Children’s services publication statement 24 February 2021

Children’s services publication statement 24 February 2021

Children’s services publication statement 24 February 2021

Date of publication:

Wednesday, 24 February, 2021

The Health Information and Quality Authority (HIQA) has today published two inspection reports on children’s residential centres.

HIQA is authorised by the Minister for Children, Equality, Disability, Integration and Youth under Section 69 of the Child Care Act, 1991, as amended by Section 26 of the Child Care (Amendment) Act 2011, to inspect children’s residential care services provided by the Child and Family Agency (Tusla). HIQA monitors Tusla’s performance against the National Standards for Children’s Residential Centres and reports on its findings to the Minister.

These reports refer to two announced inspections of residential services in Tusla’s Dublin North East and the South service areas in December 2020.  Inspection findings in both centres were positive and the level of compliance with specific standards assessed was good, with all standards found to be either compliant or substantially compliant.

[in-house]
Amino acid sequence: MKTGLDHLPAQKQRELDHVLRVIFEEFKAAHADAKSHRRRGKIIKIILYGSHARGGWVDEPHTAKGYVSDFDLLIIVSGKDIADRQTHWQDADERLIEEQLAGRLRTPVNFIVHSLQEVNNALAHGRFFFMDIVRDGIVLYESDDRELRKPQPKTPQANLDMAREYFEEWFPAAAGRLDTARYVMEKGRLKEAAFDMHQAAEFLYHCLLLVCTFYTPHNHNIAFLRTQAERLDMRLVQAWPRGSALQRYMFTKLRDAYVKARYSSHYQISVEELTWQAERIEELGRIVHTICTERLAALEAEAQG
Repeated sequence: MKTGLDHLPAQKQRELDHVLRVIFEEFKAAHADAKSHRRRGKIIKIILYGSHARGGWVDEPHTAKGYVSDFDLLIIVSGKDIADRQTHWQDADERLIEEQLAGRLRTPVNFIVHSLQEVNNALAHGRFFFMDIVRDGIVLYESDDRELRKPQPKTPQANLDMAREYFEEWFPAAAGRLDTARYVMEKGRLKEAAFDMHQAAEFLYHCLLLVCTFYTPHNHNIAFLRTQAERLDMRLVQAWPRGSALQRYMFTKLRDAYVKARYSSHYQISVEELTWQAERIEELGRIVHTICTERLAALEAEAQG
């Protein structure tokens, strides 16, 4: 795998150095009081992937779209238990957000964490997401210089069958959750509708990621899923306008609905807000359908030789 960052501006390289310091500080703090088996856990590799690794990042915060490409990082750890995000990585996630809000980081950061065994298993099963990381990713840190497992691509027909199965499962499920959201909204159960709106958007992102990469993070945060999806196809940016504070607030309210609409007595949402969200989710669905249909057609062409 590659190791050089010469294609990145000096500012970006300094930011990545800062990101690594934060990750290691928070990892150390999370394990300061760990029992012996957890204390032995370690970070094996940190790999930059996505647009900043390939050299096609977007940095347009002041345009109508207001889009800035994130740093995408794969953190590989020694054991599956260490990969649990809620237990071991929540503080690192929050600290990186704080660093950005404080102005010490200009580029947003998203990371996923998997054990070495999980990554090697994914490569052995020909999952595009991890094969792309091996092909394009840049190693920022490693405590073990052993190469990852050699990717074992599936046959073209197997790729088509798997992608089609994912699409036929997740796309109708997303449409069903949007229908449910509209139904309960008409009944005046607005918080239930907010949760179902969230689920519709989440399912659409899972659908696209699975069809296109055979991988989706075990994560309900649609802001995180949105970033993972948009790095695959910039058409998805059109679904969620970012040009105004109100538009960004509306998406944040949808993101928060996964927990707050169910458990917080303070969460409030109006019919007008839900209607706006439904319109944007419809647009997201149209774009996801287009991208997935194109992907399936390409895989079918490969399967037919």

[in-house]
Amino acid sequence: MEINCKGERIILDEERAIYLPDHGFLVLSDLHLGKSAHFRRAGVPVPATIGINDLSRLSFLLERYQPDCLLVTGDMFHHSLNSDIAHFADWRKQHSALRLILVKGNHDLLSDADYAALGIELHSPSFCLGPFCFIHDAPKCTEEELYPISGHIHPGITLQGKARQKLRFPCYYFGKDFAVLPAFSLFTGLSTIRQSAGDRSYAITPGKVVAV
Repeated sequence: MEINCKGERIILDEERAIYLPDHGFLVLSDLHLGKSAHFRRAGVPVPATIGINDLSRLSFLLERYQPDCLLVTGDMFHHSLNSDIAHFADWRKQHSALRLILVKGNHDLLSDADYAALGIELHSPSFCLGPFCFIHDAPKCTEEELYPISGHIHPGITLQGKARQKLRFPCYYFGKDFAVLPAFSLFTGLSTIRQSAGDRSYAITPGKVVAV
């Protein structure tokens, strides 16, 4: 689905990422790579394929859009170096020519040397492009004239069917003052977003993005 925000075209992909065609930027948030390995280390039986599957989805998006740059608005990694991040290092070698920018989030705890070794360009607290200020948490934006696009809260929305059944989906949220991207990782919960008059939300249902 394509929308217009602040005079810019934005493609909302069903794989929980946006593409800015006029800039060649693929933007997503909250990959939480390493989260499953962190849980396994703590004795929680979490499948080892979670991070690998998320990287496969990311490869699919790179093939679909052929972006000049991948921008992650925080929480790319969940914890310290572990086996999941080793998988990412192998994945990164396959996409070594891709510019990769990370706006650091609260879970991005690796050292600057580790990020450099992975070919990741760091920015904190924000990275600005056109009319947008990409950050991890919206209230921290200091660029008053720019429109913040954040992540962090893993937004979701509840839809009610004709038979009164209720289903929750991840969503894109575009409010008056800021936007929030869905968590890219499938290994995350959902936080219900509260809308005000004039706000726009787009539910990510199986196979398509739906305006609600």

Inspections found that children were provided with good quality care, and children who talked with inspectors said they felt safe and enjoyed their time in these centres. They told inspectors that they felt involved in decisions about their lives and were informed of their rights. They also had regular contact with their families and important people in their lives, and enjoyed activities they were involved in. Each child said that they had a responsible adult to talk to if they needed to.

Children placed in these centres had a Tusla social worker allocated to their case and plans for their care were up to date. Children were encouraged to participate in the development of their individual statutory care plans. 

Both centres were well managed on a day-to-day basis, and there were reporting systems in place to monitor service delivery. Managers and staff consulted as part of these inspections were found to be knowledgeable about each child’s needs and the role of the centre in meeting these needs. 

Risk management systems were established in both centres, and this ensured, for example, that absences by children and the use of restrictive practices were well monitored and reported. However, one centre had not addressed a long-standing risk relating to the location of a photocopier, obstructing wheelchair access to all areas of the centre. 

Both centres had plans in place to ensure good infection prevention and control, and contingencies were in place in the event of a COVID-19 outbreak. 

The inspection report and compliance plan can be found on

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